A film that meant to enlighten Hungarians about Africa and its people eventually turned the audience off at the inauguration of Afrimage, a film project designed to show both the positive and negative sides of the continent. However, some of the audience accused the organisers of what they termed lack of taste and formulaic conception.
The event which attracted mainly Hungarians was held on 14 January at the African-Hungarian Union Office in Budapest where two different films were shown about Africa and its people.
The first film focuses mainly on the hustling and bustling lives in the capital cities of the two Congo Democratic Republics - Kinshasa and Brazzaville. Artisans, craftsmen, market women, painters, and the Congolese National television staff are seeing being interviewed in the documentary.
The second film concentrates much on pigeonhole that stereotyped Africa and its people as lazy and poor. It shows about fifteen Congolese teenagers, including children living in a pathetic condition that makes slum a luxury. Although the moderator had warned the audience about the nature of the film, many still believed it shouldn't have been shown because of its sensitivity and gory message.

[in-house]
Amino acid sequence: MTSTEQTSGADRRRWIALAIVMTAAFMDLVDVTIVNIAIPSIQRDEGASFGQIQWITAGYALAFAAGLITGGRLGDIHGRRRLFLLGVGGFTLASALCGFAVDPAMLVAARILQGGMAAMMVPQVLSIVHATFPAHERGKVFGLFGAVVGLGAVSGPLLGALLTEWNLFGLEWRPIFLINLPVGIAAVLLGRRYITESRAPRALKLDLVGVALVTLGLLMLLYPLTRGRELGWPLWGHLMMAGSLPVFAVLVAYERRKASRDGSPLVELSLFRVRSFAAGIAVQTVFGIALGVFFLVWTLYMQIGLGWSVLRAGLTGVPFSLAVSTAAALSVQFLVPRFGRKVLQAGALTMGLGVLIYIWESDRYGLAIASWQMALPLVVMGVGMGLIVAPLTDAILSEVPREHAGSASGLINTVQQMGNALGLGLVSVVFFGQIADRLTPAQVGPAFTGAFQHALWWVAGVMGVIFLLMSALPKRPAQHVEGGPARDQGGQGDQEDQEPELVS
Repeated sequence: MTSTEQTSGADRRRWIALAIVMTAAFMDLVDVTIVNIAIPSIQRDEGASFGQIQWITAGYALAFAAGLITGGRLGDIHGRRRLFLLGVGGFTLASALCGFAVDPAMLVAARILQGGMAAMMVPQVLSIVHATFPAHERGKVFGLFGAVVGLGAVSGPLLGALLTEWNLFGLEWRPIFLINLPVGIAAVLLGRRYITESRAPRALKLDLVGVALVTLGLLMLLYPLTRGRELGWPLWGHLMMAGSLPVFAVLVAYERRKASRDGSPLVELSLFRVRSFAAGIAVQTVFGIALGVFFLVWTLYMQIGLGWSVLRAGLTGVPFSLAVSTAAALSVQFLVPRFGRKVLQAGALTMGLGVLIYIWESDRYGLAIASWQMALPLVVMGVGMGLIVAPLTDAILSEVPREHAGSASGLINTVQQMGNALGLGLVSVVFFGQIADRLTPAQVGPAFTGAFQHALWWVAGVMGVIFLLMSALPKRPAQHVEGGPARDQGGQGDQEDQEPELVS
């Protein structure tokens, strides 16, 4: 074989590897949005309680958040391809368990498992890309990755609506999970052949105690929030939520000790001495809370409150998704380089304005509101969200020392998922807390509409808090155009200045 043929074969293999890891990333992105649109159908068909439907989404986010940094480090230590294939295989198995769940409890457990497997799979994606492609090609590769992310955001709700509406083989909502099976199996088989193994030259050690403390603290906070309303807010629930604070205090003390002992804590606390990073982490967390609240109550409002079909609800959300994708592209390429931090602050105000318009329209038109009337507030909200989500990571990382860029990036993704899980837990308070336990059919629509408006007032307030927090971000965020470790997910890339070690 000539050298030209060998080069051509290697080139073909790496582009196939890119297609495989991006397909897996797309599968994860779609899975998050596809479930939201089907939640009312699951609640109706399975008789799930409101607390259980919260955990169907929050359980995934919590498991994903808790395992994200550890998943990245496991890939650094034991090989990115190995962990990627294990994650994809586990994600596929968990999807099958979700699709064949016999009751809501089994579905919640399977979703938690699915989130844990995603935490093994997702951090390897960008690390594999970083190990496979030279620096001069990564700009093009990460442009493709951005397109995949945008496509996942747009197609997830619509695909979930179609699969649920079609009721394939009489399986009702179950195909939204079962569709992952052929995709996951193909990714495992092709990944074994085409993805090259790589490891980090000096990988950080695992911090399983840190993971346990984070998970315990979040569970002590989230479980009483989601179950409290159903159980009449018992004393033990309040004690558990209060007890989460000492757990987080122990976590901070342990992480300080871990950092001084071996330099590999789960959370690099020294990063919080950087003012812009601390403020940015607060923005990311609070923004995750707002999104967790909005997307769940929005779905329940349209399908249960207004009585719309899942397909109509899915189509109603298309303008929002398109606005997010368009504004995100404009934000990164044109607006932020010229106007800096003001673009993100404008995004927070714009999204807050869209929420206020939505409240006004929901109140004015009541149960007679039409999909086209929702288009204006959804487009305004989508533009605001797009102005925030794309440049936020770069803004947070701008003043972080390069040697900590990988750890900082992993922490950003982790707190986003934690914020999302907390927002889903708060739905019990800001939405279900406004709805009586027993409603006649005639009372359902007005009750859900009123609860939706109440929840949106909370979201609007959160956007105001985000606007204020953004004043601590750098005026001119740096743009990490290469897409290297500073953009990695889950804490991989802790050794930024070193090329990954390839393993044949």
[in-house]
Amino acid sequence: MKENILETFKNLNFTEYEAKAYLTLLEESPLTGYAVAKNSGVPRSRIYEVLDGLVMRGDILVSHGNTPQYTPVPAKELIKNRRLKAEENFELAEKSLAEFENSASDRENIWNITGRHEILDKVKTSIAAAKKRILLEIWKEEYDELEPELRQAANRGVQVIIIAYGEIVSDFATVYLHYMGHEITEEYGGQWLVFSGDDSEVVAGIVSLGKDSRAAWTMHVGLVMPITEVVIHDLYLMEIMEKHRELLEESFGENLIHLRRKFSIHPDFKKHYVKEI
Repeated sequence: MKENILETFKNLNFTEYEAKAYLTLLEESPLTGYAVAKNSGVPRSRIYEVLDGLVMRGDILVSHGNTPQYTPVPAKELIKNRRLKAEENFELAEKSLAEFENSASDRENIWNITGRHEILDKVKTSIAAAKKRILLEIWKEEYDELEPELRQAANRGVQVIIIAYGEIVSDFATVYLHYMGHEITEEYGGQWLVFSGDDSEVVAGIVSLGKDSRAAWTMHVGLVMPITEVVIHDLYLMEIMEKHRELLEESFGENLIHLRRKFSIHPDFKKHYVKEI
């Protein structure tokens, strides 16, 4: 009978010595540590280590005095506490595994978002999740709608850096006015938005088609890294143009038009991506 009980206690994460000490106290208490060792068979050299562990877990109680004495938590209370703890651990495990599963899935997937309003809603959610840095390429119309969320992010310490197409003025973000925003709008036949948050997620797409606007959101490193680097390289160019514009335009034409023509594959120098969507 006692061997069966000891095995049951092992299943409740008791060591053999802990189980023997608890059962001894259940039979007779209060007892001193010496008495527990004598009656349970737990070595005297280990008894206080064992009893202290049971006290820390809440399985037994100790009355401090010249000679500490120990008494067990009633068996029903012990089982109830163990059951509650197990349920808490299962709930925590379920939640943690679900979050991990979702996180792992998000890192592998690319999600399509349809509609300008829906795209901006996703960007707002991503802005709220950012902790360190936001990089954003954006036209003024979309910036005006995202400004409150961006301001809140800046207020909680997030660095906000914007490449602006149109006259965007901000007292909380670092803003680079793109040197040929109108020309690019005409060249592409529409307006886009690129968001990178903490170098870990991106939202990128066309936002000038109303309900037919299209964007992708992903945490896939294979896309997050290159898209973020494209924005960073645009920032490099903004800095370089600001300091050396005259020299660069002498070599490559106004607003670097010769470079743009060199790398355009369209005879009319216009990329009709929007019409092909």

Unable to hold back their disbelieve, three Hungarians who had spent several years in Africa criticised the rationale behind such blatant display of a film lacking originality or individuality.
Questioned about the offending film, the brains behind the project, Sorel Kembe-Arthur and David Abia-Okon whose fathers are from Congo and Nigeria respectively, said that better films will be shown as time goes on, adding that this was just the beginning.
Bálogh Sándor, African Hungarian Union president, who is the sole sponsor of the event, spoke about the difficulties facing most African countries, especially the ongoing war in the eastern part of the Democratic Republic of Congo which, according to him, has displaced women and their children.
Reports by Archie Bonka
Written by Hakeem Babalola